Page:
“A better way is to either withdraw the cash and put it into a jar, with any of your coppers, monthly, so you know you have money to spend or set up a standing order which will transfer the money to a different account for you.”
USE YOUR CREATIVE SKILLS
Are you a good baker? Make cakes or cookies for your loved ones and if you’re good at crafts, make them something that they will cherish.
Laura said her daughters decorated picture frames last Christmas, then wrapped them in homemade brown wrapping paper.
Their grandparents loved receiving something so personal and the mum explained that it was really cheap in comparison to something they would have likely chucked into a cupboard.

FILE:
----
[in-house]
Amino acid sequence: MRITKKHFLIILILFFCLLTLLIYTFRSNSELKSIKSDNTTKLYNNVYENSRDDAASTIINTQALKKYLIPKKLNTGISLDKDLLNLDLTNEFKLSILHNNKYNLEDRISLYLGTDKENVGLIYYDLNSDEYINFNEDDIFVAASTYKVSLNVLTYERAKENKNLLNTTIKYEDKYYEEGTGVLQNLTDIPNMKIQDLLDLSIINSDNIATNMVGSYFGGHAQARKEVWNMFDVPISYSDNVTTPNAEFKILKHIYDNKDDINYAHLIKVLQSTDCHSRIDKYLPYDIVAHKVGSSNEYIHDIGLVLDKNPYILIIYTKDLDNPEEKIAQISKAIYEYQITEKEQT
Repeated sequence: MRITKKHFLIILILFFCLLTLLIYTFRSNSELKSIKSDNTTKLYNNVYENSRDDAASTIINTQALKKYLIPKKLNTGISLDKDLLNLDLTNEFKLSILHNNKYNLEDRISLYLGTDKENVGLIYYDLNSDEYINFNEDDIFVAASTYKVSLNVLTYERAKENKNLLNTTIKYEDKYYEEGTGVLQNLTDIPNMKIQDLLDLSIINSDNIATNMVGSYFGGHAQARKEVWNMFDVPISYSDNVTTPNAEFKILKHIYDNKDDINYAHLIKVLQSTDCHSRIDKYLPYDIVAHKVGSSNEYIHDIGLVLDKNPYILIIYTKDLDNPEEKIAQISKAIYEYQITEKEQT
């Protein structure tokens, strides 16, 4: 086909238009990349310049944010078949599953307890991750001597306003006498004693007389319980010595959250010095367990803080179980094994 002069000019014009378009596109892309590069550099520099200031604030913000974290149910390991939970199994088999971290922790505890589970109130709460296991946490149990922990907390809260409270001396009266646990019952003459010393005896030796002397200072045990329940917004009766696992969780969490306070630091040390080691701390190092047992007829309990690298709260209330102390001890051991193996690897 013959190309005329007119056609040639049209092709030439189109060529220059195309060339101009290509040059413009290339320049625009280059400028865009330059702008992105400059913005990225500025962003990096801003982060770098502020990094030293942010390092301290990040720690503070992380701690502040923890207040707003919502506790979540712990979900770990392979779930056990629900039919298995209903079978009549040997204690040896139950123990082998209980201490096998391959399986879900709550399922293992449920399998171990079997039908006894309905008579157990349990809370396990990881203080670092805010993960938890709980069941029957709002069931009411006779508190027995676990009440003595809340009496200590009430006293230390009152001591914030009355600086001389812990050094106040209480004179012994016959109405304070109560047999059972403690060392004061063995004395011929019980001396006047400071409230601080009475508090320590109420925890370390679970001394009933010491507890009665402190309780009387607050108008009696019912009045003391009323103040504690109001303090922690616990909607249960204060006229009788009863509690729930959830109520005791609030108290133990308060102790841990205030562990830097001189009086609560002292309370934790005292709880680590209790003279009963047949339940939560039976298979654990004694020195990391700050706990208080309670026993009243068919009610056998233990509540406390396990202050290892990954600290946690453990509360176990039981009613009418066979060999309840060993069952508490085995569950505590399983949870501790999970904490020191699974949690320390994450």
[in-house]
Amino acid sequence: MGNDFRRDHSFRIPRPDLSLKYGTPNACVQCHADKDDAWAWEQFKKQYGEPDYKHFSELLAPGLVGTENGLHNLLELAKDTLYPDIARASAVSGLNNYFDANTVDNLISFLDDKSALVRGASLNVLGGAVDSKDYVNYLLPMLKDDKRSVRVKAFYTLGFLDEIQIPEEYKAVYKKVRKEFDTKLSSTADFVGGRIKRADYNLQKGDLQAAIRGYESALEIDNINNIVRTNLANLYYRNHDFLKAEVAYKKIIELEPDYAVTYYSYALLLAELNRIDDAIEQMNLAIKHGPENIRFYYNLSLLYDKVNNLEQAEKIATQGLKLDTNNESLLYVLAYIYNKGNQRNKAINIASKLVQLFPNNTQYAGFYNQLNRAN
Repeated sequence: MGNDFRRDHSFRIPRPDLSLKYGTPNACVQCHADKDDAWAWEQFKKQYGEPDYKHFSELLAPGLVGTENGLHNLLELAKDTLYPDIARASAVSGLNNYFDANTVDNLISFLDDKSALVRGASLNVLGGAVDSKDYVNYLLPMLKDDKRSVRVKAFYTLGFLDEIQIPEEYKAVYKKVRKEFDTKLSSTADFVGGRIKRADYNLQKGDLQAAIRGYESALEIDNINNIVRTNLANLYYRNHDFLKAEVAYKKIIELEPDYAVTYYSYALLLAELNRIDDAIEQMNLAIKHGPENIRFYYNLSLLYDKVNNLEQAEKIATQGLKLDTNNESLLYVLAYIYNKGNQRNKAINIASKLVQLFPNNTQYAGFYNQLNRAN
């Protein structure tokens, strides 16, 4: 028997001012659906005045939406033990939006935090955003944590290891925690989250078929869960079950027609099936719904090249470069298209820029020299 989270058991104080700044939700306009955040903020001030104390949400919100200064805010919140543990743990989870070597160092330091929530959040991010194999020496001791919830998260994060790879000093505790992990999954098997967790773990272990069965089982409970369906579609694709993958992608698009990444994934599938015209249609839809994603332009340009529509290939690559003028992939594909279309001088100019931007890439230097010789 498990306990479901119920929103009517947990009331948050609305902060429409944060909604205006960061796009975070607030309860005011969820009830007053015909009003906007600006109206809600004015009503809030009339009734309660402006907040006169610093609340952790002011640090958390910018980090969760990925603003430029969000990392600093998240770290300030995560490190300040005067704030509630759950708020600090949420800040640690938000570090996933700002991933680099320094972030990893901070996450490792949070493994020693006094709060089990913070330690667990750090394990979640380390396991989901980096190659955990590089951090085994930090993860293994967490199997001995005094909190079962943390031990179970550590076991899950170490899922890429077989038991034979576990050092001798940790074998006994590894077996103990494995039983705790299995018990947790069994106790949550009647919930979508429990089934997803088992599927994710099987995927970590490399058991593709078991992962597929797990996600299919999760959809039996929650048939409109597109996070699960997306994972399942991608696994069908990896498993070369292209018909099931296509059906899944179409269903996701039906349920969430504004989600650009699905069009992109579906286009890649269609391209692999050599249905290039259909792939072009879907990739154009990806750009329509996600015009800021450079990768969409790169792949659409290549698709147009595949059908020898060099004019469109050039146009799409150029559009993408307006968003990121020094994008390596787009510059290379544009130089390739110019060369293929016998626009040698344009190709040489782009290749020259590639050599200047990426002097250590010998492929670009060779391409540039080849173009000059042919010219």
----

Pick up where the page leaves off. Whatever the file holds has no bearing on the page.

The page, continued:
LAURA’S CHRISTMAS FOOD SHOP
Mum-of-two Laura reveals what’s in her Christmas food shop:
POST-CHRISTMAS MEAL PLAN
Save money in time for the festive season by meal planning after Christmas.
Laura said: “Do you plan on using some of the turkey afterwards or any of the vegetables? We use up ours in curries and pasta bakes. Decide if you really need a turkey.
“If you do, how much waste do you normally have? Could you use it for extra meals after Christmas or does it get thrown away? If it’s the latter then it’s worth buying a smaller bird.
“If you have half-eaten packets of dried fruit or long forgotten minced meat, then use that to make your own dessert.”
She added that chestnuts can be used in stuffing, old onions going off can go in soups – and anything can be chucked in to make your dinner that extra bit special.